The Justice Department announced today that they’re taking a new look at how to work around mandatory minimum sentencing laws for low-level drug crime.
It’s a substantial concession on the part of the Department of Justice.
Then again, the Obama Administration’s way of dealing with marijuana has been marked by substantial concessions that have been surreptitiously revoked, oftentime leaving entrepreneurs and patients in the lurch.
In 2008, presidential candidate Sen. Barack Obama told the Medford Mail Tribune of Oregon that he’s going to end the conflict between the federal government and states that decide to decriminalize, medicalize, or legalize marijuana within their borders:
“What I’m not going to be doing is using Justice Department resources to try to circumvent state laws on this issue simply because I want folks to be investigating violent crimes and potential terrorism. We’ve got a lot of things for our law enforcement officers to deal with.”
It was a compelling argument. Since the Nixon administration declared the War on Drugs, $1 trillion has been spent by the government. The goal: reduce quality, cut supply, reduce drug addiction.
Well, since then, quality has increased almost as quickly as access, and drug addiction statistics have remained rising or stagnant. Great job!
So when the young senator from Illinois indicated he was amenable to at least winding that down, people got hopeful.
When then-President Obama’s new Attorney General announced in March of 2009 that the Bush-era raids of medical marijuana dispensaries were over, entrepreneurs breathed a cautious sigh of relief. The ACLU drug law project director told the New York Times that it “seem[ed] to finally end the policy war over medical marijuana.”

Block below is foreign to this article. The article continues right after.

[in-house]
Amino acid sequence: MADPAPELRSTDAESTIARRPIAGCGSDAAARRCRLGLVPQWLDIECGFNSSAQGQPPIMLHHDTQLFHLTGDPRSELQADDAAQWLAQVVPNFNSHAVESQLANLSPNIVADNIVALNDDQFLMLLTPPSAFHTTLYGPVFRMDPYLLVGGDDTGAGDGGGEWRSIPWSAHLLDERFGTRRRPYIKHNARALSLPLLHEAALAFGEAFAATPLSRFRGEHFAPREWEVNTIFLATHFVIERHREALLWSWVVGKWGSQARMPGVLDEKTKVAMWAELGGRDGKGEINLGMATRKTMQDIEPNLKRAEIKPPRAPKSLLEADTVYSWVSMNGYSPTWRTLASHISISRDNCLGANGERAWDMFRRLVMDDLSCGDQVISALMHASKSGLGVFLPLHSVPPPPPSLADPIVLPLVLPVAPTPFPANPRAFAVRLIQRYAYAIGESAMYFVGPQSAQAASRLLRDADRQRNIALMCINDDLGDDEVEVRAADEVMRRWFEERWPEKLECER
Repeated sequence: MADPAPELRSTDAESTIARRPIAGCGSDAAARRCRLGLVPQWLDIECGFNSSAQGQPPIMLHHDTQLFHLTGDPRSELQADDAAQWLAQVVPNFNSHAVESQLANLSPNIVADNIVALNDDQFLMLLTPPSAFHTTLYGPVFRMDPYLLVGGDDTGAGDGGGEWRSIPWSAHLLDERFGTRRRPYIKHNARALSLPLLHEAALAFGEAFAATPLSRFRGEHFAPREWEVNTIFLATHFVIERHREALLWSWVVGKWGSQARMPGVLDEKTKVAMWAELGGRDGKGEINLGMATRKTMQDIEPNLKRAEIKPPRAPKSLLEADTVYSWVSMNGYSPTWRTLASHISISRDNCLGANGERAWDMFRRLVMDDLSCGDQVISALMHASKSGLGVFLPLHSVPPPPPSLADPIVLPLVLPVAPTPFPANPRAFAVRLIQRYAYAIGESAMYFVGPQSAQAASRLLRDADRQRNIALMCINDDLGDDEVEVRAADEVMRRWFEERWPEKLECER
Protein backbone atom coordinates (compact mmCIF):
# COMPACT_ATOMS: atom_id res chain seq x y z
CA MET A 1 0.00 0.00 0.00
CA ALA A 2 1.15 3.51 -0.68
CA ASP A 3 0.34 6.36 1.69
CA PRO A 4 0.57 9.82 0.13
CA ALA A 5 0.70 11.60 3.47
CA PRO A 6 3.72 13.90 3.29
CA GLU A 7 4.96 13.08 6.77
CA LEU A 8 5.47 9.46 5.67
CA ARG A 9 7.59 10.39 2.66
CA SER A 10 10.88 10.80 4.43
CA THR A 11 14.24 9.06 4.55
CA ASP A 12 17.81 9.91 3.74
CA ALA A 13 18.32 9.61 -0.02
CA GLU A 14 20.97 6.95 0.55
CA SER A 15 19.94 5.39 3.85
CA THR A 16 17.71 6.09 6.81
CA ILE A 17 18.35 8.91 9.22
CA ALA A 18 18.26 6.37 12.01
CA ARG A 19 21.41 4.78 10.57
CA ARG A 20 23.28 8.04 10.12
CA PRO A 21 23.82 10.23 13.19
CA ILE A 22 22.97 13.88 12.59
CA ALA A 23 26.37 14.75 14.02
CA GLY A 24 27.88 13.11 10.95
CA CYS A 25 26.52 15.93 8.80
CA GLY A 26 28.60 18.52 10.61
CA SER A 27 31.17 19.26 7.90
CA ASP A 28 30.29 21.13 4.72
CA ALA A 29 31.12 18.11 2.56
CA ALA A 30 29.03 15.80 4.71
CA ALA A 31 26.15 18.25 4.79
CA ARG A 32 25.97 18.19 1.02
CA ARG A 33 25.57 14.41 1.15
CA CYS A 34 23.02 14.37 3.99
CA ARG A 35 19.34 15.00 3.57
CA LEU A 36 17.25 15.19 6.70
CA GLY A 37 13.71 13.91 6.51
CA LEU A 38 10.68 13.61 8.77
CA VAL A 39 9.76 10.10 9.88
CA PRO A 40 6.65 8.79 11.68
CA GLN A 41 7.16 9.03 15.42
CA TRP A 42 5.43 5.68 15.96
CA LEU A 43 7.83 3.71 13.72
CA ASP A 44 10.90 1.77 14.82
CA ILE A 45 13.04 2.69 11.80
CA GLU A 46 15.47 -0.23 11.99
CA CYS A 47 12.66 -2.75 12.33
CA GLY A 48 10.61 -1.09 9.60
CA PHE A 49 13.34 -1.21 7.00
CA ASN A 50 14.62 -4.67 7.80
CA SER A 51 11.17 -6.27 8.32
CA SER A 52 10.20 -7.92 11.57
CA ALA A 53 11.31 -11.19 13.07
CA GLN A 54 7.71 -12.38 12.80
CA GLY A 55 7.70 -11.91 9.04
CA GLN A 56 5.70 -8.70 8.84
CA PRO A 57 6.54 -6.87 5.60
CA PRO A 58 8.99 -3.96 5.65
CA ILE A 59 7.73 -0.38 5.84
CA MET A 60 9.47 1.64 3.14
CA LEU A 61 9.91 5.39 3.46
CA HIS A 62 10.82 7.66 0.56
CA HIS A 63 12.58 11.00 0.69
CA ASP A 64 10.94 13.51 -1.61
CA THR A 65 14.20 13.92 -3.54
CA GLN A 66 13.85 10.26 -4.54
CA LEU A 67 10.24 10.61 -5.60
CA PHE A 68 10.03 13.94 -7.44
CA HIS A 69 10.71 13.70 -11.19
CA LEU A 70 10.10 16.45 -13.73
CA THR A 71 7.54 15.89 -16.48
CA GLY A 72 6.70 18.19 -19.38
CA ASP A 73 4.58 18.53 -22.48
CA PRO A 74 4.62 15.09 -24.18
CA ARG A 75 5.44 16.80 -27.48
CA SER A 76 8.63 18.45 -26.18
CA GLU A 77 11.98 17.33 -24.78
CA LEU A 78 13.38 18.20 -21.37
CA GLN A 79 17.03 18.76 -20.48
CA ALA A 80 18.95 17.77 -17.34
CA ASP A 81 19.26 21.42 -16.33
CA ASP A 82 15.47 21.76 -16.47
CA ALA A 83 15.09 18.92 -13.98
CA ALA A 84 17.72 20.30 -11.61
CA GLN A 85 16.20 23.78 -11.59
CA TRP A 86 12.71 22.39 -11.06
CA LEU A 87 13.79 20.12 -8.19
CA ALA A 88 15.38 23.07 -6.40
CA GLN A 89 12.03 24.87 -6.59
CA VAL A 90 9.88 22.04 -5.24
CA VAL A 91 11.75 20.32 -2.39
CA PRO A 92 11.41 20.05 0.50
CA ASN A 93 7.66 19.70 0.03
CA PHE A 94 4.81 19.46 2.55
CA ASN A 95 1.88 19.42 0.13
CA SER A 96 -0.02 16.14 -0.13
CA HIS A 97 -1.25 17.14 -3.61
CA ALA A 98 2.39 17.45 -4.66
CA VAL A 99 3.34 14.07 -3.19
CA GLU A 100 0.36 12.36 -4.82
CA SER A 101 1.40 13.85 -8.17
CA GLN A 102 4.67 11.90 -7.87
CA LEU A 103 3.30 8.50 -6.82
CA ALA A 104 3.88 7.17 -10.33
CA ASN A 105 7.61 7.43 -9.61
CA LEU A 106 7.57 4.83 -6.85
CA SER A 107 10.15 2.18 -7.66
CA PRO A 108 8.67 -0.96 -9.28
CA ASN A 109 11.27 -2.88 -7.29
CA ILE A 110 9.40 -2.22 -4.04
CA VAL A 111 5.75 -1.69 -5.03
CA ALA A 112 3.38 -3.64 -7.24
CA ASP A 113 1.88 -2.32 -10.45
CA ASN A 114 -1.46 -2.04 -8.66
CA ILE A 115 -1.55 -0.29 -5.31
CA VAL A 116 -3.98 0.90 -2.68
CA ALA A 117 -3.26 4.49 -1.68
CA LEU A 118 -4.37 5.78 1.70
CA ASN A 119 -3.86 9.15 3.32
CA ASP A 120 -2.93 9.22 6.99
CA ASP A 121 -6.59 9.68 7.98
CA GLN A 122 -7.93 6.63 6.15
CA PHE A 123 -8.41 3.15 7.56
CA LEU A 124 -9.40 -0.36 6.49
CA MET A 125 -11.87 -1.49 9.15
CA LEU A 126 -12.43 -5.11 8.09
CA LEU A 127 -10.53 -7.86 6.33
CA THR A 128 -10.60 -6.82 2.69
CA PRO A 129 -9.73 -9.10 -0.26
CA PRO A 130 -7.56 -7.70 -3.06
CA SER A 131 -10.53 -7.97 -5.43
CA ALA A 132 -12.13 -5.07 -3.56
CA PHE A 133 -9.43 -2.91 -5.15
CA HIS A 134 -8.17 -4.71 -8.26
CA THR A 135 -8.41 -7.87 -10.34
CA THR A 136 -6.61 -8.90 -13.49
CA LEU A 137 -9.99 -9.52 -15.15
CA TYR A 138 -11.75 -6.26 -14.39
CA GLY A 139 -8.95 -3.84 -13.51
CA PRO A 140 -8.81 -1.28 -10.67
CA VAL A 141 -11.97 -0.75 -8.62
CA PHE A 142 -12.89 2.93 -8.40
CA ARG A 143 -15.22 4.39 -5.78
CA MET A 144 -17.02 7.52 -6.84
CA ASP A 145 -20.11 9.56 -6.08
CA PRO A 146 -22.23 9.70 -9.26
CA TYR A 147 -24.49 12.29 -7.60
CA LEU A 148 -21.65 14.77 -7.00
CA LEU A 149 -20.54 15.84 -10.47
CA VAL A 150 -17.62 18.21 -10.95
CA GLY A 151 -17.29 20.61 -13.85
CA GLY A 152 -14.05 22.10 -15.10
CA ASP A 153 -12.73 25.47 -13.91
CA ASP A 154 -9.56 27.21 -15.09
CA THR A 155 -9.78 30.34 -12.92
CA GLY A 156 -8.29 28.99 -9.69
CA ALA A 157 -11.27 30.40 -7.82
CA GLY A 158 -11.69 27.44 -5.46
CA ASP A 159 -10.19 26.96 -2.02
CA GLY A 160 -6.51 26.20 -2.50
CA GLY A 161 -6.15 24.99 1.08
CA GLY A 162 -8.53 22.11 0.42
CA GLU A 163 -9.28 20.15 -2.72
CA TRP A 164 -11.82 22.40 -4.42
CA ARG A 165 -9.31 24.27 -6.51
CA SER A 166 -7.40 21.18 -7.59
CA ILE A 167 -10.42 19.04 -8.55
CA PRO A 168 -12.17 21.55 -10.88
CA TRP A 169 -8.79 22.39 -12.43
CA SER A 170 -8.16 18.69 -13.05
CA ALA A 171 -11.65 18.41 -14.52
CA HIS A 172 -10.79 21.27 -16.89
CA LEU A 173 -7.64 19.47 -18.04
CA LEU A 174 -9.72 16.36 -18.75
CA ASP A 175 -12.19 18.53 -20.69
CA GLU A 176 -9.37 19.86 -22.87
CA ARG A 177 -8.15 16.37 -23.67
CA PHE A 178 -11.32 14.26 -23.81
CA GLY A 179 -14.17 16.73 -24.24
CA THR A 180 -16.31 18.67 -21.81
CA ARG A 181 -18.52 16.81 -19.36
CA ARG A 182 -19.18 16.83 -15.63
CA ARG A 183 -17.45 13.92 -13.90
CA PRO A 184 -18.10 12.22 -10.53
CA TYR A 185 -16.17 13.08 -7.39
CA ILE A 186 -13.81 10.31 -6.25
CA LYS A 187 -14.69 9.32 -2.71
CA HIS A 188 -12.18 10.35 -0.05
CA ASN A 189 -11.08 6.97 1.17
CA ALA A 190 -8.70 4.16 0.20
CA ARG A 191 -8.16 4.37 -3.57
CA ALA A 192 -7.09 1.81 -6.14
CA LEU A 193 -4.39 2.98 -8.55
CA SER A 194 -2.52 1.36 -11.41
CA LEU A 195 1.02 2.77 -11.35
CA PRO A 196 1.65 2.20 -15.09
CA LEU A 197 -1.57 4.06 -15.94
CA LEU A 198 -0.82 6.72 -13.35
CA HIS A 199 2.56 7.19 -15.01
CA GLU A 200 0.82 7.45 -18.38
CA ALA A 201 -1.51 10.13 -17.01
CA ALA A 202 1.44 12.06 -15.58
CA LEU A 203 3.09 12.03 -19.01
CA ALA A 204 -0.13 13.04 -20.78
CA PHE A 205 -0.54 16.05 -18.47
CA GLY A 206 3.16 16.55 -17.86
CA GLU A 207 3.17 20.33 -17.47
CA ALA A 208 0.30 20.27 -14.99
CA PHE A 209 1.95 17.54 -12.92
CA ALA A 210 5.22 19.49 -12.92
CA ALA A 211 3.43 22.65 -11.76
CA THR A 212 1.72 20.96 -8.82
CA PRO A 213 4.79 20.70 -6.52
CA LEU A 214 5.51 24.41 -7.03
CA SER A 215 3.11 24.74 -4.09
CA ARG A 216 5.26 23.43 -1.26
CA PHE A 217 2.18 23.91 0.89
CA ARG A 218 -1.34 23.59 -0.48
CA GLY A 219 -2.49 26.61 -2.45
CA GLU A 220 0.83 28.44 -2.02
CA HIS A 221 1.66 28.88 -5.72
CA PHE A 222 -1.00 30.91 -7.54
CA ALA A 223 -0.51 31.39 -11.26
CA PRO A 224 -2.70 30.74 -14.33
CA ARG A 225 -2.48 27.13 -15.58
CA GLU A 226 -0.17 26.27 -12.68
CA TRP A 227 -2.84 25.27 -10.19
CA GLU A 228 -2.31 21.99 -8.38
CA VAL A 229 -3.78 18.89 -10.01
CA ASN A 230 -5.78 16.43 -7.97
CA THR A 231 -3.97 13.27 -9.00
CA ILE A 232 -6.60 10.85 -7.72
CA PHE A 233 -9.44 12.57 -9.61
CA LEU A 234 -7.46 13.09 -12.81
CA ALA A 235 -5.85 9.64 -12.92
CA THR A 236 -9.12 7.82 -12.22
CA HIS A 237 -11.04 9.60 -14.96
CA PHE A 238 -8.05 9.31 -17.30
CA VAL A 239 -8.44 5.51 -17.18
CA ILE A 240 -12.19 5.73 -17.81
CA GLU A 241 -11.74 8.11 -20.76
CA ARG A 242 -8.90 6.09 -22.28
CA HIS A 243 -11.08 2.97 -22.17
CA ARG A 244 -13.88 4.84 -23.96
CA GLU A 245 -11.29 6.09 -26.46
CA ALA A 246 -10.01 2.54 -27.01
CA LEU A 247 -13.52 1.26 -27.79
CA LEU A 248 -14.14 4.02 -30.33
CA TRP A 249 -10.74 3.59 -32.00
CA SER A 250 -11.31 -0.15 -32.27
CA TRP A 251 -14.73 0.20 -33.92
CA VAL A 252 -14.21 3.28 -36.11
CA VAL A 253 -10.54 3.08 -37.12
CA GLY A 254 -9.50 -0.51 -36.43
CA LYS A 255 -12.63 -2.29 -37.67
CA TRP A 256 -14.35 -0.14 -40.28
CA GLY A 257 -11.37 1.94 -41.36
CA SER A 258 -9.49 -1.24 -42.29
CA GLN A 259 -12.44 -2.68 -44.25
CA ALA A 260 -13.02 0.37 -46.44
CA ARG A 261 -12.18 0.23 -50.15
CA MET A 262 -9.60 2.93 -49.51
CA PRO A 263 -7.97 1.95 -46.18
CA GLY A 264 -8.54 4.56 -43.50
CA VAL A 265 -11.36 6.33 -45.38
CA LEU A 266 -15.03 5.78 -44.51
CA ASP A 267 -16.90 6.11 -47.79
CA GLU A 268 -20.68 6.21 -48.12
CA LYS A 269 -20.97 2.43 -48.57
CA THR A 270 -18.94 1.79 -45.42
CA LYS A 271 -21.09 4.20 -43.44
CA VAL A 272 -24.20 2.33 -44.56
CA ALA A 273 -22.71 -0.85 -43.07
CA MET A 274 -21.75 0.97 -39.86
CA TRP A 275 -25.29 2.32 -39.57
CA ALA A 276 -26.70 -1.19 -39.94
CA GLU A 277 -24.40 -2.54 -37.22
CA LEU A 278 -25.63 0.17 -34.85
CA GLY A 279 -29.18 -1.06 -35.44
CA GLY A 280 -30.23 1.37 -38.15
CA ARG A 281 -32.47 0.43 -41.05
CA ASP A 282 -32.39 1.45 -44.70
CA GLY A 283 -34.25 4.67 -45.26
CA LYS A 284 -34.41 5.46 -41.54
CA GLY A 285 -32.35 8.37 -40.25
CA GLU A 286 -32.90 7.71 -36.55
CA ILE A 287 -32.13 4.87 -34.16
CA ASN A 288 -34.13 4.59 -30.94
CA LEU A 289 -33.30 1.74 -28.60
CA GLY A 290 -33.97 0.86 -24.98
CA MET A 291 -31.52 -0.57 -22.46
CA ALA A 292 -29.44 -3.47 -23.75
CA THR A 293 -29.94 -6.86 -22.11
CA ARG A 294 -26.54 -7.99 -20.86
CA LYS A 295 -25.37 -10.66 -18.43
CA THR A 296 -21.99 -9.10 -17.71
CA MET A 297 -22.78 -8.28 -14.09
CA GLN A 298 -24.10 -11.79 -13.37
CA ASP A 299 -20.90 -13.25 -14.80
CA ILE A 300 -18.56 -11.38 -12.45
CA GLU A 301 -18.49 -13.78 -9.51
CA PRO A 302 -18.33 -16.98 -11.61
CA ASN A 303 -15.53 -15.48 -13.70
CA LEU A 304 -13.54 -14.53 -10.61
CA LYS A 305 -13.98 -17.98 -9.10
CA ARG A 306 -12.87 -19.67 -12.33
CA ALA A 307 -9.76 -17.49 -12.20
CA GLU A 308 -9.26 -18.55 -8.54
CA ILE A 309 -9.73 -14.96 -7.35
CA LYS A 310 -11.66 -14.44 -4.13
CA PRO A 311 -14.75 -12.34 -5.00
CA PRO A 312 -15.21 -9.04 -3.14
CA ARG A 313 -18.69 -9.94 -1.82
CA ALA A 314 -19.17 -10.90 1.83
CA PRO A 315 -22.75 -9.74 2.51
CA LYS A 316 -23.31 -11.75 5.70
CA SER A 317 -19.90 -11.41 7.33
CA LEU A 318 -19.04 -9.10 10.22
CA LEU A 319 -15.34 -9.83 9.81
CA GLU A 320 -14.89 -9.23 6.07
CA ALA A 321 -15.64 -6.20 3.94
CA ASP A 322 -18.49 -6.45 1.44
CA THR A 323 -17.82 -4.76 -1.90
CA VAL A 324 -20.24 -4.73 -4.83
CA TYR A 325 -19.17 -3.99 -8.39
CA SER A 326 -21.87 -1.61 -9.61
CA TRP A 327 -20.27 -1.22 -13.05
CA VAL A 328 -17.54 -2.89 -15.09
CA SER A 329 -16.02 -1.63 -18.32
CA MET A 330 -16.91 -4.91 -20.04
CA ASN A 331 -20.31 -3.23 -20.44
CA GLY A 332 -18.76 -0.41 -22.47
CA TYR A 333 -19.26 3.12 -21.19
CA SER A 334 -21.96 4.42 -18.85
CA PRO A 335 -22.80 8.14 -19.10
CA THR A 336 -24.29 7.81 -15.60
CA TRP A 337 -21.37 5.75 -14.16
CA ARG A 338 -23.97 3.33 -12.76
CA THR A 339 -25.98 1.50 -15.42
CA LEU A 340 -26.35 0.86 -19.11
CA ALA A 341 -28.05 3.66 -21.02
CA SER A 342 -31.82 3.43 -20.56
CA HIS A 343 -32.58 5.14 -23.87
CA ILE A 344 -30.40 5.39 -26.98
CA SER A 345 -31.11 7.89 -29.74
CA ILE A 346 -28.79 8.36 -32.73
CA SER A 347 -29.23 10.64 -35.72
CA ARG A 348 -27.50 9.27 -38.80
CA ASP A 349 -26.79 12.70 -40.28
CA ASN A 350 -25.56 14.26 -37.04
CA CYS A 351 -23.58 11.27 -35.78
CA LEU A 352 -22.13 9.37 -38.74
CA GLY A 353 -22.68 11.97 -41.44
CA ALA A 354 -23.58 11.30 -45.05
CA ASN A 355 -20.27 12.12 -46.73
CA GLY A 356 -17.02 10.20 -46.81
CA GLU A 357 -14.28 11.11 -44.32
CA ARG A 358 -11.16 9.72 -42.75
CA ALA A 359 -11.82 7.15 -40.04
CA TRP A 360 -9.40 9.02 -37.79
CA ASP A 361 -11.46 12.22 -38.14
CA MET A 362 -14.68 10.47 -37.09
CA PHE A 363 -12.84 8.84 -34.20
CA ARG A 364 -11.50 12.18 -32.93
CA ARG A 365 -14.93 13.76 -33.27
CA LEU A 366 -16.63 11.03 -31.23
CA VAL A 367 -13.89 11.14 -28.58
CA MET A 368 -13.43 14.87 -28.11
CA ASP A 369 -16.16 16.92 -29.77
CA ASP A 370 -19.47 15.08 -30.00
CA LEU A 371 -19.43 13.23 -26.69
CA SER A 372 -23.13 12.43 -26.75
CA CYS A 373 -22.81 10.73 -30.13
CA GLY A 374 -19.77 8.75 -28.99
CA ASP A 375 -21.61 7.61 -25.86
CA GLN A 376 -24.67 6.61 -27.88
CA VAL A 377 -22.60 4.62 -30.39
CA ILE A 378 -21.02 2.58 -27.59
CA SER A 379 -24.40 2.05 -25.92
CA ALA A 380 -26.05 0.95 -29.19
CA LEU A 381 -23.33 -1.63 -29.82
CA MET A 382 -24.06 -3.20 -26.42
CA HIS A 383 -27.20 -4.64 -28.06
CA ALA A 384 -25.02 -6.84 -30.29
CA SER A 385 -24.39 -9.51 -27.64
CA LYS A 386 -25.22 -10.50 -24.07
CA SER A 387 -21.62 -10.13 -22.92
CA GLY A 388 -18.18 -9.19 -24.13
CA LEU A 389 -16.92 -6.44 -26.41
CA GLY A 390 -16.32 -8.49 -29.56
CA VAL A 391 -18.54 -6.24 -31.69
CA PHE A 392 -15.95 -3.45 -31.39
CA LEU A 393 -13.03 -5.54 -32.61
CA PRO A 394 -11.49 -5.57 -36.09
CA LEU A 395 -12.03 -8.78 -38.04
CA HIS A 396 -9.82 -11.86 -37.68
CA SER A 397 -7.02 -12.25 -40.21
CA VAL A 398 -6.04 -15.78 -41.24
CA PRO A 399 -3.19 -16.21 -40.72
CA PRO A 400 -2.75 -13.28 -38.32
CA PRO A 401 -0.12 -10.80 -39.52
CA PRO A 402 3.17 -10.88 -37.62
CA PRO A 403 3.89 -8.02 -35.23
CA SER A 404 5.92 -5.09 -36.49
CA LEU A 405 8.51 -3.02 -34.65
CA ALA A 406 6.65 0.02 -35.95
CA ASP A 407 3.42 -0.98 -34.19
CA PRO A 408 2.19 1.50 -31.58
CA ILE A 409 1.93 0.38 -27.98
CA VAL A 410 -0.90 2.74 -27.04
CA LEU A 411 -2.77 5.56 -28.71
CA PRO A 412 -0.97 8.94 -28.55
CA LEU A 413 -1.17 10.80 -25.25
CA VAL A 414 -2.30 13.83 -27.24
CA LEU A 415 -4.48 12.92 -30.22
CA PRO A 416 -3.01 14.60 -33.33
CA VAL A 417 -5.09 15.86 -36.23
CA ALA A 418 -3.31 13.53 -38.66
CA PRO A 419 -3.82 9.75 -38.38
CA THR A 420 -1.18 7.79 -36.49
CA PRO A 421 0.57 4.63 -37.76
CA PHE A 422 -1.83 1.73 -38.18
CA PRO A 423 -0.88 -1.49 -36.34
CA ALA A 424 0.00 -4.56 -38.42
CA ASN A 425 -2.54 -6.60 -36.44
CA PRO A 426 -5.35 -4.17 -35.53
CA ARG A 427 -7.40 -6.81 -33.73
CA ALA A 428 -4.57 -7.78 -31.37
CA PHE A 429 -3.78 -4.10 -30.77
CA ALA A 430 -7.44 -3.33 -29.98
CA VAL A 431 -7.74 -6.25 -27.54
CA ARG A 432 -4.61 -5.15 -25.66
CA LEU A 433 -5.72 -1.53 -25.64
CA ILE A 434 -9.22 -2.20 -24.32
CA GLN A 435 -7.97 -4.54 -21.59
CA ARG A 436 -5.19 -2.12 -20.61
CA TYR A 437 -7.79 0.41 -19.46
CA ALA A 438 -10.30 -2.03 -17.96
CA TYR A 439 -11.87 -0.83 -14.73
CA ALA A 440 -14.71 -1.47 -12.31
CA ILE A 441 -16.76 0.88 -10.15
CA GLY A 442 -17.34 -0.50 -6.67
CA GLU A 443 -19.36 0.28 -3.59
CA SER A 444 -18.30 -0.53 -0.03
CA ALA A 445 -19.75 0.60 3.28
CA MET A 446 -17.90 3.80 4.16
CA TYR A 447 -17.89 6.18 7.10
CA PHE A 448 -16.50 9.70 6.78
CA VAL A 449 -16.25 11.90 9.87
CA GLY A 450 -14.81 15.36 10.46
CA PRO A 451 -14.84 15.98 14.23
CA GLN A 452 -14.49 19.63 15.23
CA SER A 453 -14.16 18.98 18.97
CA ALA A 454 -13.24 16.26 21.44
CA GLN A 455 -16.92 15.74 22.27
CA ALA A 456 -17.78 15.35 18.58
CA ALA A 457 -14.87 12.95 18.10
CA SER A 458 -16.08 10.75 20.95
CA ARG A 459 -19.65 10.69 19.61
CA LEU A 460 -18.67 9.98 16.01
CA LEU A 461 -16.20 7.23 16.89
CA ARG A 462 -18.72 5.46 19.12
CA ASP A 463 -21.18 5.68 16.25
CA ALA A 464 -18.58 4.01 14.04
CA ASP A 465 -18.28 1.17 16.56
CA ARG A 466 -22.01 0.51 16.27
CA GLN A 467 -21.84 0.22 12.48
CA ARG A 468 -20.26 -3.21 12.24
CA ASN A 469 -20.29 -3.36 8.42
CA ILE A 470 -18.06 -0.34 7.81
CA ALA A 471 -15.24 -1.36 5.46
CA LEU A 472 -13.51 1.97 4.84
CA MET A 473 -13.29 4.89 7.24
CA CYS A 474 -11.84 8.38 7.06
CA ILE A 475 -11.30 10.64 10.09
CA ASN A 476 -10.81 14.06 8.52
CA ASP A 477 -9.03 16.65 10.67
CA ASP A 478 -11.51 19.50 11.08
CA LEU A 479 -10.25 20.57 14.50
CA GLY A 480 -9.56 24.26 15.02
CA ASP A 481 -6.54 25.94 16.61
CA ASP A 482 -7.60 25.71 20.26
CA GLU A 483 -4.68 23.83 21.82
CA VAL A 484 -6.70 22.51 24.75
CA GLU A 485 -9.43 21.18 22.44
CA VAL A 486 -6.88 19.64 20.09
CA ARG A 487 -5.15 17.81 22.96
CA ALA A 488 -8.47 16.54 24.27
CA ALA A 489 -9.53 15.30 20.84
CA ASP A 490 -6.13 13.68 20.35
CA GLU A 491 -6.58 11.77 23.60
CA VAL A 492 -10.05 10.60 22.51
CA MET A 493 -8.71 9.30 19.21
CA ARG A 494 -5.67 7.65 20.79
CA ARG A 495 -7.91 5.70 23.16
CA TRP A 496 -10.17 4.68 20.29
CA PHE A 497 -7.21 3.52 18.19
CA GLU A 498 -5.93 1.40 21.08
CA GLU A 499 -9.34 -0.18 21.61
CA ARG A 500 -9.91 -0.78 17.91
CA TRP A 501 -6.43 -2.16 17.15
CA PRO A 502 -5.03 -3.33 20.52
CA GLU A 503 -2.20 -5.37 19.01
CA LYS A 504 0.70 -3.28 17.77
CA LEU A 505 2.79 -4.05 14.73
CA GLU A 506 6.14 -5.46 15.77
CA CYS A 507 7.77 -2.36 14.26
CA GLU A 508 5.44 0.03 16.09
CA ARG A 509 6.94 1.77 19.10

The Attorney General didn’t keep his word, though, and soon the raids began again, more severe than ever before.
In 2012, the Justice Department began marching north up the coast of California shutting down marijuana dispensaries that were legally operating under California law.
It’s been tough to be in the business in California. In 2012 the DEA marched north from San Diego to Los Angeles to Oakland to eventually San Francisco, raiding more than a hundred businesses, seizing assets, and shutting the legal marijuana business down in California as much as they could, despite earlier assurances from the President and Attorney General.
Despite the formal raids against upwards of 100 businesses, the Holder’s Department of Justice has also figured out a way to solve their marijuana problems without expending police or DOJ resources through the threat of applying asset forfeiture laws to landlords with tenants involved in marijuana.
According Americans for Safe Access, the government is threatening landlords who rent to marijuana businesses with jail time in order to get them to evict their renters:
The DOJ recently sent notices to property owners in California informing the owners that they may face criminal prosecution or asset forfeiture for knowingly renting their property to an MCDC or cultivator.
In what they describe as a “cynical tactic,” Justice has avoided going through the motions of a jury trial by intimidating landlords into expelling rent-paying clients.
The reason that places like Colorado have not been hit by the Feds while California has essentially comes down to regulation.
Colorado has a highly sophisticated marijuana regulation regime. First of all, all the dispensaries must be vertically integrated — that is to say, they must grow 70% of the cannabis that they sell. Moreover, the entire industry is heavily monitored by the Colorado Department of Revenue.
Every gram of marijuana is tracked by sophisticated software systems, with regular reporting to the Department of Revenue. Dispensaries can grow up to a maximum of six plants per registered patient. Waste from groweries is destroyed responsibly. The business is very transparent from a regulatory standpoint, which is one reason that the Feds haven’t seen it fit to interfere.
California, on the other hand, is a vastly deregulated free-for-all. The state doesn’t know where the product even comes from. The state is also a regulatory hodge-podge, with different localities having vastly different ways of handling marijuana.